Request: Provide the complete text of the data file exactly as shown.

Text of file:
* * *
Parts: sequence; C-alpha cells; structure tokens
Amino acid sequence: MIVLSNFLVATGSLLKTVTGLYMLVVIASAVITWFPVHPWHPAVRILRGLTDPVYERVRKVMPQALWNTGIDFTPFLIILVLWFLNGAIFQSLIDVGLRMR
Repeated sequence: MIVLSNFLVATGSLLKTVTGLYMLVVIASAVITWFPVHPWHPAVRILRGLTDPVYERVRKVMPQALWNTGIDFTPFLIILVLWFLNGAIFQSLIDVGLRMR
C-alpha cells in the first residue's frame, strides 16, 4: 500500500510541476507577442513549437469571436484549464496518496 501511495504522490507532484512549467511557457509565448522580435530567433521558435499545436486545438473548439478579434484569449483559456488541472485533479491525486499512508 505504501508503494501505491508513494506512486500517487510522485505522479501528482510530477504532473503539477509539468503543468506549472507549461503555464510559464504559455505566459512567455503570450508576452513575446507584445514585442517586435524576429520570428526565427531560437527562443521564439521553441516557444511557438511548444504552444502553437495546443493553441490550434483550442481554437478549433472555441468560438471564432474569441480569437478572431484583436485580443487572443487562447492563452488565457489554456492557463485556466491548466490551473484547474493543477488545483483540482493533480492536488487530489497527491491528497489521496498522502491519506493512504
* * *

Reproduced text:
Parts: sequence; C-alpha cells; structure tokens
Amino acid sequence: MIVLSNFLVATGSLLKTVTGLYMLVVIASAVITWFPVHPWHPAVRILRGLTDPVYERVRKVMPQALWNTGIDFTPFLIILVLWFLNGAIFQSLIDVGLRMR
Repeated sequence: MIVLSNFLVATGSLLKTVTGLYMLVVIASAVITWFPVHPWHPAVRILRGLTDPVYERVRKVMPQALWNTGIDFTPFLIILVLWFLNGAIFQSLIDVGLRMR
C-alpha cells in the first residue's frame, strides 16, 4: 500500500510541476507577442513549437469571436484549464496518496 501511495504522490507532484512549467511557457509565448522580435530567433521558435499545436486545438473548439478579434484569449483559456488541472485533479491525486499512508 505504501508503494501505491508513494506512486500517487510522485505522479501528482510530477504532473503539477509539468503543468506549472507549461503555464510559464504559455505566459512567455503570450508576452513575446507584445514585442517586435524576429520570428526565427531560437527562443521564439521553441516557444511557438511548444504552444502553437495546443493553441490550434483550442481554437478549433472555441468560438471564432474569441480569437478572431484583436485580443487572443487562447492563452488565457489554456492557463485556466491548466490551473484547474493543477488545483483540482493533480492536488487530489497527491491528497489521496498522502491519506493512504